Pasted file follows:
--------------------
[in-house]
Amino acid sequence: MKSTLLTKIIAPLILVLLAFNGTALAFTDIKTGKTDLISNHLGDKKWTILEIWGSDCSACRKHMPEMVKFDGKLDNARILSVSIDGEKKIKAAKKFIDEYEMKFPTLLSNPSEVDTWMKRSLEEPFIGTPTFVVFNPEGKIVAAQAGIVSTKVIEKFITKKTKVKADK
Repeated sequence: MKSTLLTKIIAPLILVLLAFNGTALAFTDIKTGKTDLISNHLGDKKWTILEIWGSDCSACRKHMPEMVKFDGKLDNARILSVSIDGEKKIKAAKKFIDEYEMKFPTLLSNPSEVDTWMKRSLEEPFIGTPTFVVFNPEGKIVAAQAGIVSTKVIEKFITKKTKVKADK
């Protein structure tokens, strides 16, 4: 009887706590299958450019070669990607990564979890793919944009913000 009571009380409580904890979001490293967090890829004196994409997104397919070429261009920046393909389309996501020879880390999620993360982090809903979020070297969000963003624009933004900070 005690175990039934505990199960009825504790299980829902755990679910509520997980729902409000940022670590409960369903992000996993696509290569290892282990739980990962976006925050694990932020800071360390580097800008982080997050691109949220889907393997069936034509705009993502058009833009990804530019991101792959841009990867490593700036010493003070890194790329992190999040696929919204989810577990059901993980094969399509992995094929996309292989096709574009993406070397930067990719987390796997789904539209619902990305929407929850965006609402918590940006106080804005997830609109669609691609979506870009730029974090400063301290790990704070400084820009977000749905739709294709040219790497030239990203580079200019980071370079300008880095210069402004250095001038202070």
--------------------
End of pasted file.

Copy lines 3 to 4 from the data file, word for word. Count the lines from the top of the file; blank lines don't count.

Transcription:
Repeated sequence: MKSTLLTKIIAPLILVLLAFNGTALAFTDIKTGKTDLISNHLGDKKWTILEIWGSDCSACRKHMPEMVKFDGKLDNARILSVSIDGEKKIKAAKKFIDEYEMKFPTLLSNPSEVDTWMKRSLEEPFIGTPTFVVFNPEGKIVAAQAGIVSTKVIEKFITKKTKVKADK
């Protein structure tokens, strides 16, 4: 009887706590299958450019070669990607990564979890793919944009913000 009571009380409580904890979001490293967090890829004196994409997104397919070429261009920046393909389309996501020879880390999620993360982090809903979020070297969000963003624009933004900070 005690175990039934505990199960009825504790299980829902755990679910509520997980729902409000940022670590409960369903992000996993696509290569290892282990739980990962976006925050694990932020800071360390580097800008982080997050691109949220889907393997069936034509705009993502058009833009990804530019991101792959841009990867490593700036010493003070890194790329992190999040696929919204989810577990059901993980094969399509992995094929996309292989096709574009993406070397930067990719987390796997789904539209619902990305929407929850965006609402918590940006106080804005997830609109669609691609979506870009730029974090400063301290790990704070400084820009977000749905739709294709040219790497030239990203580079200019980071370079300008880095210069402004250095001038202070």